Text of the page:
For many world scholars, the form of slavery begun by the English in the seventeenth century and continued into the nineteenth century by the Americans is merely the most naked form of imperialism. It is the domination of an oppressed race for the benefit of the oppressor. But while this domination is often justified through references to racial and cultural superiority, it is, in fact, based almost entirely on economic benefits. Slavery, therefore, was at once imperialism and capitalism. This paper explores the relationship between imperialism and capitalism from the time of the Spanish empire through today. It concludes that the relationship between the two forces has changed over time, but only in its sophistication and success.
Imperialism and capitalism would seem to be two contradictory concepts. Imperialism is based on the domination and monopolization of a subject peoples. Capitalism, on the other hand, is based on liberalization of the economy and free markets. Illustrative of the relationship between these two forces, however, is Vladimir Lenin's definition of imperialism in his essay "Imperialism, The Highest Stage of Capitalism." There, Lenin stated that "[i]f it were necessary to give the briefest possible definition of imperialism we should have to say that imperialism is the monopoly stage of capitalism."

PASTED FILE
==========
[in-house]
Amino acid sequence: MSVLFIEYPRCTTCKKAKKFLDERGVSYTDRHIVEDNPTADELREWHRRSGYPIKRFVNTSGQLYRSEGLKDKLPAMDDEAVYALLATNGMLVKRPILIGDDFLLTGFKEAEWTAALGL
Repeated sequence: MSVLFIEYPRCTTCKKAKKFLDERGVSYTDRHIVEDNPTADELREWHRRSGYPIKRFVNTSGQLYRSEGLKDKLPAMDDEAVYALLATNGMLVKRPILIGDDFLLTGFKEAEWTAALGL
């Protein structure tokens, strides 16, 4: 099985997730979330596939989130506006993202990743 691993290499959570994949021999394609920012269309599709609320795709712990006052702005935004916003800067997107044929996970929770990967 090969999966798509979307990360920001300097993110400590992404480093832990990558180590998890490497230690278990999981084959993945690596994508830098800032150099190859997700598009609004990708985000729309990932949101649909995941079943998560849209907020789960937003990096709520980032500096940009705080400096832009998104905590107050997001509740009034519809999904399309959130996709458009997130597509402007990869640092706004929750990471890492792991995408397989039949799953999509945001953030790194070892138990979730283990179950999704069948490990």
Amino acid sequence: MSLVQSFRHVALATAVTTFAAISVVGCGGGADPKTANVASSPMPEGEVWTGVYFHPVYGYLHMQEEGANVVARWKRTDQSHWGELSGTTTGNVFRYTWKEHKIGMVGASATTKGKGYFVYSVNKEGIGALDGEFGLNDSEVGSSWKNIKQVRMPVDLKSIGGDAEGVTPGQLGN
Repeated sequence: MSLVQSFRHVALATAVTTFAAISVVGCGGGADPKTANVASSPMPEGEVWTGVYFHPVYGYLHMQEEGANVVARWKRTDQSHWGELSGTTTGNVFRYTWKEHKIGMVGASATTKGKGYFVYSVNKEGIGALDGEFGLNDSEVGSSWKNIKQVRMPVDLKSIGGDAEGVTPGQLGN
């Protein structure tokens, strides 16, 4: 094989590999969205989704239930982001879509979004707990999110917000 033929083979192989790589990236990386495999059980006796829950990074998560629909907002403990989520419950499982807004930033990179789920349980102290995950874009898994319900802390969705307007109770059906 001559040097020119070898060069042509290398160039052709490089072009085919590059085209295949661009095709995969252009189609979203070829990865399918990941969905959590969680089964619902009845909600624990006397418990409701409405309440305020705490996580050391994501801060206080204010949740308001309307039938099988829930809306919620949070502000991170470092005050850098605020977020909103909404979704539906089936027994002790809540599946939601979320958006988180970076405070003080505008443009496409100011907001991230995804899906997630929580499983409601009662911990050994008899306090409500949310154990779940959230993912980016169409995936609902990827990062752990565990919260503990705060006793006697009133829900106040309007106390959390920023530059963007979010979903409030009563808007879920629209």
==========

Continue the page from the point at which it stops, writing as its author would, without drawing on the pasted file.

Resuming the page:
Western imperialism, therefore, which seeks to subjugate other peoples and cultures to a dominating force, sought to im